WASHINGTON – Air Force officials are investigating a photo of 15 airmen posing with another airman pretending to be dead while lying in an open casket with a noose around his neck.
Air Force Secretary Michael Donley said in a statement to FoxNews.com on Thursday he was saddened that the photo may cause "additional grief" to relatives of fallen soldiers.
"Such behavior is not consistent with our core values, and it is not representative of the airmen I know," Donley's statement read.
Air Force officials said the group is from Lackland Air Force Base in Texas. The photo was taken during a training session at Fort Lee, Va.
"A command directed investigation is underway," read a statement from the office of Air Force Public Affairs.
Though apparently unrelated, the photo is particularly sensitive because word of it follows revelations about the mishandling of remains of the war dead at the Air Force mortuary in Dover, Del.
According to the Air Force Times, which first reported the investigation on Tuesday, the photograph is dated Aug. 23, or more than two months prior to the incident in Delaware. It appears with a logo reading "All American Port Dawgs" in the upper left corner. "Port Dog" is a nickname for aerial porters, the newspaper reports.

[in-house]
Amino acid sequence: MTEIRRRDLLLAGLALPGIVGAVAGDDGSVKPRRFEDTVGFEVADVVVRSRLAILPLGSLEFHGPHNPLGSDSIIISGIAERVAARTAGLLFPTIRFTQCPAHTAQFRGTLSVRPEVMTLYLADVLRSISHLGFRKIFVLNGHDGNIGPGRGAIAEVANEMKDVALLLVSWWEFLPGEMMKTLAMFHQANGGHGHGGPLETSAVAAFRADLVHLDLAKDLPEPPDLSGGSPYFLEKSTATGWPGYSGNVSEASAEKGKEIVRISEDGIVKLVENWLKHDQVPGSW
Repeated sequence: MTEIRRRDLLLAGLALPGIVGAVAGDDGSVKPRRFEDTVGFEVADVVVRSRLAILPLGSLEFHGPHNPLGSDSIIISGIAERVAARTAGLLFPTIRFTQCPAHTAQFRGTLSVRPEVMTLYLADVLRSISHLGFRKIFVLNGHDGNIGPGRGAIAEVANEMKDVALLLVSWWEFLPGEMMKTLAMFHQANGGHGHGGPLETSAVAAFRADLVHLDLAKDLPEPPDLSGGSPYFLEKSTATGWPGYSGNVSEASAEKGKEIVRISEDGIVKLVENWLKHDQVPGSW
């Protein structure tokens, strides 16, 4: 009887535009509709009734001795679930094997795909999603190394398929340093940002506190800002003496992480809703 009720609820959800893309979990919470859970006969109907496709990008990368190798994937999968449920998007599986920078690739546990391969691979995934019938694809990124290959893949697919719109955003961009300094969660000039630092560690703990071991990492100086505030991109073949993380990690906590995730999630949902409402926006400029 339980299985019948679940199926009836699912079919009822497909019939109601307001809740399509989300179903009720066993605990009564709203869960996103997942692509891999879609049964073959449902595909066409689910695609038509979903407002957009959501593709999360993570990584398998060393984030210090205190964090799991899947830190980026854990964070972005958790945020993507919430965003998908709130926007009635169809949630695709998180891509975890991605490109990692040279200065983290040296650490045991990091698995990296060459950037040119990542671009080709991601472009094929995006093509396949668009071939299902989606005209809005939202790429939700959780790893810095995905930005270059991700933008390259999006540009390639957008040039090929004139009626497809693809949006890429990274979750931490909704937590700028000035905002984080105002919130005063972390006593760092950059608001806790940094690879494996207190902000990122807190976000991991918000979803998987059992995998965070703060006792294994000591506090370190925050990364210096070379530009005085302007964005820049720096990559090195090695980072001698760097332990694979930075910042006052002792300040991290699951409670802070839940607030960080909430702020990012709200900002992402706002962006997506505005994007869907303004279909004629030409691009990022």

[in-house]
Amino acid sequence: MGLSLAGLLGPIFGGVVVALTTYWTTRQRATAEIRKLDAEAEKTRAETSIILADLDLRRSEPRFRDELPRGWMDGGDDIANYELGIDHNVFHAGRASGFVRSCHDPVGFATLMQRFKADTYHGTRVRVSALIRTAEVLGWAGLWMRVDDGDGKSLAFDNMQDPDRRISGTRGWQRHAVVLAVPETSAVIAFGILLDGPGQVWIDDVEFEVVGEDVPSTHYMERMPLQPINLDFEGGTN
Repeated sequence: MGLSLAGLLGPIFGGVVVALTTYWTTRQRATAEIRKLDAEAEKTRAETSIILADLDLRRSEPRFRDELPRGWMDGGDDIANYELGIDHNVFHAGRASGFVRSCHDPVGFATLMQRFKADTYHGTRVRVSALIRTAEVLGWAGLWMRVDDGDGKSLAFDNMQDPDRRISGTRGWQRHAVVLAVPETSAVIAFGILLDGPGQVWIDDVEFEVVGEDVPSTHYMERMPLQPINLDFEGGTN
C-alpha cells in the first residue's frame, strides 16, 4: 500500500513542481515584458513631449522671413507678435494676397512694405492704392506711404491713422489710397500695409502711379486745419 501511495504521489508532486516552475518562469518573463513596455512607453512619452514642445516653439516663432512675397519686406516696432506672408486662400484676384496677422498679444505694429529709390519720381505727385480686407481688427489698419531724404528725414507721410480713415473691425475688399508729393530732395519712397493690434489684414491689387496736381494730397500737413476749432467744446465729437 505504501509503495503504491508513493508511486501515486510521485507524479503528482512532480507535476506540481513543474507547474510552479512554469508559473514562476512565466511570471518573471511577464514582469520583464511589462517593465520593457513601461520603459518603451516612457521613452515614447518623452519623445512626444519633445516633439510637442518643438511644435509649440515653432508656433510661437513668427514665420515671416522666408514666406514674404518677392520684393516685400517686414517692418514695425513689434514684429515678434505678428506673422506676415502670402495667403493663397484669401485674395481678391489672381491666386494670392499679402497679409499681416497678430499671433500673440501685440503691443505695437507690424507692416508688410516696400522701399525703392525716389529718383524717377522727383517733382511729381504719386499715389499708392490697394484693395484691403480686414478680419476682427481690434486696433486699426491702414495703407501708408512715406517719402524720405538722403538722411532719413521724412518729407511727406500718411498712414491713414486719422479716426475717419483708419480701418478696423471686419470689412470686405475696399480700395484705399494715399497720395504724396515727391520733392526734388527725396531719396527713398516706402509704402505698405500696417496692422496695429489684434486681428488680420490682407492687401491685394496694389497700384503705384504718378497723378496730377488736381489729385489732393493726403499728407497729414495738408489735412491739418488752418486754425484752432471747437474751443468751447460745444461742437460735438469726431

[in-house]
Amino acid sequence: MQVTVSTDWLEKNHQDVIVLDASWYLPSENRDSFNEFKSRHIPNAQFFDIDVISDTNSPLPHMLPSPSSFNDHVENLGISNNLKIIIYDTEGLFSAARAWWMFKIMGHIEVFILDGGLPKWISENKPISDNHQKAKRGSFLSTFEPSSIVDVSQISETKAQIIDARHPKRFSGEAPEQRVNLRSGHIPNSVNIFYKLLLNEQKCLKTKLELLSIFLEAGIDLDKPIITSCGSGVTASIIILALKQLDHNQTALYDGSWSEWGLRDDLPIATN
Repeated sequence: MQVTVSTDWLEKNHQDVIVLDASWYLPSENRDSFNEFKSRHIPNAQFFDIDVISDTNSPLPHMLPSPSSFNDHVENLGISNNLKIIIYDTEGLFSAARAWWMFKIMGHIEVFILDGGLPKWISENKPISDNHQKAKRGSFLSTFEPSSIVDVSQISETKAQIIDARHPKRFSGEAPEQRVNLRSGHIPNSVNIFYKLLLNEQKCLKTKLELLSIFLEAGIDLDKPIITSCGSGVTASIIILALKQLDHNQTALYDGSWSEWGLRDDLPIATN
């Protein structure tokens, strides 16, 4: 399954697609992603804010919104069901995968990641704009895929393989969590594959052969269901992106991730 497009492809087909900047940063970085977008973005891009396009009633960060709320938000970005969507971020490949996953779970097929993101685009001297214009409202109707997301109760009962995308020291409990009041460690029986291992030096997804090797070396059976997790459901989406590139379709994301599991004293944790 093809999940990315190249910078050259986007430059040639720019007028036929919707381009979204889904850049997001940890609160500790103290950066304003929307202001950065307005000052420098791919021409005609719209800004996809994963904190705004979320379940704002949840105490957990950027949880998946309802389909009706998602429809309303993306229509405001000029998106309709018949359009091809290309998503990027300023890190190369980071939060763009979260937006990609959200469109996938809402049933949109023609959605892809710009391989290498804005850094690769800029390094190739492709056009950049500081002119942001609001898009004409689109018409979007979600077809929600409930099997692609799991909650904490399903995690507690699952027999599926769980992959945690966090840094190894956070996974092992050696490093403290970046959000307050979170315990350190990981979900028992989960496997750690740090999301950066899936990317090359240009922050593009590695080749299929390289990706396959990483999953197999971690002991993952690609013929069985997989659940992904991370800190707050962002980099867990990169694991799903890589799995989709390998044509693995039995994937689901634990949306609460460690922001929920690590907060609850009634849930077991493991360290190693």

Staff Sgt. Elias Bonilla told the newspaper he was offended by the photograph.
"I cannot help but picture the faces of my dead [soldiers] that we drug out of burning vehicles, dug out from collapsed buildings," Bonilla wrote Air Force Times in an email.
Bonilla said the photograph, in combination with the Delaware incident, worries him that he could not trust the Air Force with transporting the remains of his men, especially since the photo included noncommissioned officers.
"I cannot understand the behaviors of the United States Air Force," he wrote. "I refuse to accept that military personnel could be so far removed from their own identity as a military unit to permit such disgraceful conduct."
Bonilla emailed the photo -- which appeared on Facebook in early October -- to the newspaper after receiving it from a former soldier and Army spouse who asked not to be identified due to concerns about the spouse's career.
The Associated Press contributed to this report.